If Americans really hate government, why do they love watching TV shows about it?
The bureaucratic clashes extend internationally, and one of the running themes of the show is NCIS’s tense interactions with the Mossad. Here, too, the show portrays the Israeli intelligence agency the way most Americans probably see it—with agents who are awesomely competent, especially at assassination, with intel on terrorists that is better than ours, and with an agenda that is pursued with admirable patriotism from an Israeli perspective but that might not align with that of NCIS or America generally. NCIS, of all possible venues, has found a sensitive, substantive—if somewhat melodramatic—way to address this astonishingly sore subject. It does so in the person of Ziva David, a former Mossad agent who joins the NCIS team, has her loyalty tested by events, and, ultimately, in classic immigrant fashion, becomes a proud American citizen.
The police procedural genre has evolved into a reliable forum for presenting a world where the diversity of America works well. Squad rooms are often packed with recognizable American ethnic and cultural types, who roll eyes at each other but band together to get the job done. The core members of the NCIS team happen to be less ethnically diverse than most fictional squadrooms—the only African American is their boss, the director—but they exhibit a different kind of diversity. By cultural type it’s clear enough that Gibbs, a former Marine with a Bush-like faith in his “gut,” and his second in command, the ex-Baltimore cop and former Big Ten athlete. Tony DiNozzo, are conservatives, while forensic scientist Abby Sciuto, who dresses like a Goth and builds houses for the poor, along with special agent Timothy McGee, an MIT-educated geek who writes thinly veiled novels about the team, are the show’s liberal stand-ins. The characters’ political allegiances, however, are never openly stated. And though the series has aired during a period when national security has polarized the country, no hint of such conflict disturbs the family-like camaraderie of the NCIS team, nor undermines its unerring competence. Neither does the show demand that the audience take sides in divisive issues, as did 24, with its routine portrayal of federal agents using torture to extract information from terrorists.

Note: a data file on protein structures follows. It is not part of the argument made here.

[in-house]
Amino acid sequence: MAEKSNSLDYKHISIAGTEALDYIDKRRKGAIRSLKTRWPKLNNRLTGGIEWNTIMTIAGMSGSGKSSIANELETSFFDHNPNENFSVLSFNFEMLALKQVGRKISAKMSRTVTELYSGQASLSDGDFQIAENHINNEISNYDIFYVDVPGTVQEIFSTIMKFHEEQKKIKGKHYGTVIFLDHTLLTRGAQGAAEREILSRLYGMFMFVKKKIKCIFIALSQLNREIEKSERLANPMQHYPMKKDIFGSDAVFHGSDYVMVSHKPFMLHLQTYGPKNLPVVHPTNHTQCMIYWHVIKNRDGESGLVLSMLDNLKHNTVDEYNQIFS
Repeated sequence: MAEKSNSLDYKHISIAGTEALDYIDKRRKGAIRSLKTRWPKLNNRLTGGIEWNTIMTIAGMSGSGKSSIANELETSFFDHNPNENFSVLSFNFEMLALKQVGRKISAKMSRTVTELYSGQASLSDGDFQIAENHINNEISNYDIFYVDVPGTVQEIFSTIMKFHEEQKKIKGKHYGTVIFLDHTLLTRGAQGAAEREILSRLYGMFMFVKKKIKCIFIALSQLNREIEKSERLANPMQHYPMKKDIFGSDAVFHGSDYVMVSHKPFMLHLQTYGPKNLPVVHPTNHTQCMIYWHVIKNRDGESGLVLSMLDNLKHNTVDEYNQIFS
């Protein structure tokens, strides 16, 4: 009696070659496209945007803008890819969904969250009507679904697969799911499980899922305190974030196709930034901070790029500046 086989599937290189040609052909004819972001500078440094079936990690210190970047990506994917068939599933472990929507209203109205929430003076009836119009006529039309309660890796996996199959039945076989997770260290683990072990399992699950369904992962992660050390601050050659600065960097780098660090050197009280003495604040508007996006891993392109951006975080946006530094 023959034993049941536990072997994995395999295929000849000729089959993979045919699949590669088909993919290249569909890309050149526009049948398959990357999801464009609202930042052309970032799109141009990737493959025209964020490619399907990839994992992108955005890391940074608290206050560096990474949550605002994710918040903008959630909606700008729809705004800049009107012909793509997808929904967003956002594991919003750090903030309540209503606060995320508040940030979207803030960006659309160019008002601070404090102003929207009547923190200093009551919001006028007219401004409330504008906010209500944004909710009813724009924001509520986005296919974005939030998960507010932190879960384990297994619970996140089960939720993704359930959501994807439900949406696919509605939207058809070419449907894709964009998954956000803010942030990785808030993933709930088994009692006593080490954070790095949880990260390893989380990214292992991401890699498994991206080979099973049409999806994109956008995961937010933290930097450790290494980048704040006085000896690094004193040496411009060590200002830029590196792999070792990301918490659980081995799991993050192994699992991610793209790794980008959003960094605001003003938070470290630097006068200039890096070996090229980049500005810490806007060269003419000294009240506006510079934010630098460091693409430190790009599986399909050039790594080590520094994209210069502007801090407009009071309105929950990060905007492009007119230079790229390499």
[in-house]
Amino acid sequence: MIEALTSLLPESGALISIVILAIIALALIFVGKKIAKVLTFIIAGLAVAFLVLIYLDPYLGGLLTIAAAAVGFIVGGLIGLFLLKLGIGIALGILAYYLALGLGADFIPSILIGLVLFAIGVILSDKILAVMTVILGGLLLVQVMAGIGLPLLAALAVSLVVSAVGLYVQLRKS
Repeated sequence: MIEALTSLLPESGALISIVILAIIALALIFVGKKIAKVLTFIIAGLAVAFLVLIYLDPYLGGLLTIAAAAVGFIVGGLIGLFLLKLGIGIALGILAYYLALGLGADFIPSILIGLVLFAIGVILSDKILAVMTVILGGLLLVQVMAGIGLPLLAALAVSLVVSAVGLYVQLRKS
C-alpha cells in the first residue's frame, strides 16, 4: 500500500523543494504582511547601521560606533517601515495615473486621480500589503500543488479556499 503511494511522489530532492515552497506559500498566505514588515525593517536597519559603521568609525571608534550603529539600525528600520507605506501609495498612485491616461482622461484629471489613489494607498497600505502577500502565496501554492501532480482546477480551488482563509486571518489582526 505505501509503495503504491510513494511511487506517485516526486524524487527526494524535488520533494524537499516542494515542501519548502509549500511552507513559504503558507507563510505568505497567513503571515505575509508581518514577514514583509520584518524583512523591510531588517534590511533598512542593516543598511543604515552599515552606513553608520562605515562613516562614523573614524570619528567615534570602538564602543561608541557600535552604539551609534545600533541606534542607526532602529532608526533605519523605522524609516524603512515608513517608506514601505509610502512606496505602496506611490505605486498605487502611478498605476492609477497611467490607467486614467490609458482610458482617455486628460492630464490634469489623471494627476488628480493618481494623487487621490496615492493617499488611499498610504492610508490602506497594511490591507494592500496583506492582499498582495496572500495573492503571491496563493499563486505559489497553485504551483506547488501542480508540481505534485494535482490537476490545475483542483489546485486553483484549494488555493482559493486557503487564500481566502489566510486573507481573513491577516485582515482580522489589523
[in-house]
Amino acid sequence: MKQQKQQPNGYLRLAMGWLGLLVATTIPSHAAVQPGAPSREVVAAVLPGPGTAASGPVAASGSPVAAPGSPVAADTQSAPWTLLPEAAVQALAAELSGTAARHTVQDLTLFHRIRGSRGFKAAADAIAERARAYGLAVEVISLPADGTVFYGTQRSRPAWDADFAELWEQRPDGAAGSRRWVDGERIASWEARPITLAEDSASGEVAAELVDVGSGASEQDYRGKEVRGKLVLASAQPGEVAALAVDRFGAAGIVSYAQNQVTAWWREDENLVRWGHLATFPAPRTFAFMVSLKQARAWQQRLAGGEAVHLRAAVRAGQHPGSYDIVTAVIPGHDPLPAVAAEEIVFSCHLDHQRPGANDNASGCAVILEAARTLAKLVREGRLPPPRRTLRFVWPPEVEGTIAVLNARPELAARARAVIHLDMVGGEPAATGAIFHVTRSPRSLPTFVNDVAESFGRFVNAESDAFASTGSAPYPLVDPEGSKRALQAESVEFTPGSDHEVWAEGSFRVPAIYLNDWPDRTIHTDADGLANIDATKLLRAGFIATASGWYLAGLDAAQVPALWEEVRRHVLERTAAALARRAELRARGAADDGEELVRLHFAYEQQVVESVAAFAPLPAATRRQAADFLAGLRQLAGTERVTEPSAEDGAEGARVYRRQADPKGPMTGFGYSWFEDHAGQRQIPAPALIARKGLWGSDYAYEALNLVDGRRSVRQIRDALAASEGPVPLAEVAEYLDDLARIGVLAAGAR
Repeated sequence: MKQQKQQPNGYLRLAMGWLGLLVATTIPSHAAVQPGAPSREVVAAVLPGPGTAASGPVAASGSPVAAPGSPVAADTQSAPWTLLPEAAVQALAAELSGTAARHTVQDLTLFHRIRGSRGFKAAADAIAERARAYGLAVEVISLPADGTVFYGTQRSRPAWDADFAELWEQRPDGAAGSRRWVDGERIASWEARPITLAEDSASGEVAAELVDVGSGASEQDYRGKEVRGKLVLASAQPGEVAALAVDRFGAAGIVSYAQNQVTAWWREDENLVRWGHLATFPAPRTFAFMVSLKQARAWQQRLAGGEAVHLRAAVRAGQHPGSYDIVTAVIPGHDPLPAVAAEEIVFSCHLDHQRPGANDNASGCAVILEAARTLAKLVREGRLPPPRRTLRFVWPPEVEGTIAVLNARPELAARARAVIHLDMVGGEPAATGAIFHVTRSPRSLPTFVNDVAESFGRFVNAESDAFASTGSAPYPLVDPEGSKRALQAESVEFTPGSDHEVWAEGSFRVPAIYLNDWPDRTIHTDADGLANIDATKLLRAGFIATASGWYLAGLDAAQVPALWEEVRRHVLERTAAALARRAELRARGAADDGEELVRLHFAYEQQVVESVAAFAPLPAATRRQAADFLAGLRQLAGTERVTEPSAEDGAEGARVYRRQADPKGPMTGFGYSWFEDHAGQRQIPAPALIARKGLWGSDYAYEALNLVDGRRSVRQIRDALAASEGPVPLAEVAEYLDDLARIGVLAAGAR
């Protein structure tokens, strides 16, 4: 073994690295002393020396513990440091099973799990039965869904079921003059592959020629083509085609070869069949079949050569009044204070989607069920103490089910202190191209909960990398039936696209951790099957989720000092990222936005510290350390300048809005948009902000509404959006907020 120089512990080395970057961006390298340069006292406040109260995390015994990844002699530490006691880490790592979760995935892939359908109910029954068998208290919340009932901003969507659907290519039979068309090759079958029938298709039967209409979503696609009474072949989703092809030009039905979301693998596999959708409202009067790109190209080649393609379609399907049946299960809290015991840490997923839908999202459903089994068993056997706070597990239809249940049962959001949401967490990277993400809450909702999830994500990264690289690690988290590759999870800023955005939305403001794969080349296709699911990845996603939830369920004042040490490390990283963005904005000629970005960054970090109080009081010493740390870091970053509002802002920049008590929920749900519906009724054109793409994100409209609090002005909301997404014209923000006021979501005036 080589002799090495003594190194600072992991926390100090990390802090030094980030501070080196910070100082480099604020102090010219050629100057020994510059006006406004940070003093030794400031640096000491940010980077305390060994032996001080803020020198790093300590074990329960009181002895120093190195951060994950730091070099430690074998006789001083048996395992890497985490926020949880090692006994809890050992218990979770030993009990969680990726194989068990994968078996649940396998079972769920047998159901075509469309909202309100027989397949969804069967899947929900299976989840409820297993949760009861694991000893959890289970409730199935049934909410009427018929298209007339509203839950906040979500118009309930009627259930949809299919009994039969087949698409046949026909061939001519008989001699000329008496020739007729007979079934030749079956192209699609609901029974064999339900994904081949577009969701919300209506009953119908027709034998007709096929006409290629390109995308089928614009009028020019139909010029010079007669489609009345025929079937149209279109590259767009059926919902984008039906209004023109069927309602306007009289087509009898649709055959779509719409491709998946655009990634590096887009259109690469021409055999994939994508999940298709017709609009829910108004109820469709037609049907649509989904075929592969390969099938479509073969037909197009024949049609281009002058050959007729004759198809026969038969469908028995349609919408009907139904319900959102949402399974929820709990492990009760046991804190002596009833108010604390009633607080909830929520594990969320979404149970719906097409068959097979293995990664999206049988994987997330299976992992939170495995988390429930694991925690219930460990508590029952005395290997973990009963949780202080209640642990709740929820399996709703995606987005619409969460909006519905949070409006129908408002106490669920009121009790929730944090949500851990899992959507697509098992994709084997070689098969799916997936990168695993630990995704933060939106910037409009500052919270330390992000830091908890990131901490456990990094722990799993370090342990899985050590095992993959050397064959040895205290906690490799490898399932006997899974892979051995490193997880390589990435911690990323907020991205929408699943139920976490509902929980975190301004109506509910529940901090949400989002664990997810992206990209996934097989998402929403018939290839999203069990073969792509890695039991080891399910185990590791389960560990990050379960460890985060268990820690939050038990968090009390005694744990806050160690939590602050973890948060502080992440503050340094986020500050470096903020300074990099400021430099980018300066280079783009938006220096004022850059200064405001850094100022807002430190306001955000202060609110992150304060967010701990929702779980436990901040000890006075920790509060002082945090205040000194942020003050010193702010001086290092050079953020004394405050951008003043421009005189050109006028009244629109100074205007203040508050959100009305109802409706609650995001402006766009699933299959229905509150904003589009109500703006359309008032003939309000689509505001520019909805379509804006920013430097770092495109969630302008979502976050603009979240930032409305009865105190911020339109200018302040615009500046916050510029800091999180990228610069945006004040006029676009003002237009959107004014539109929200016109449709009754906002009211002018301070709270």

Apparently, millions of Americans find something to like in the portrayal of a national security agency where the lawmen leave their politics at the doorstep—the kind of place where any of us might feel comfortable working. In a time when we are constantly reminded that our politics is divided and dysfunctional, NCIS tells us, reassuringly, that at a more fundamental level we can trust our government precisely because it represents us all.
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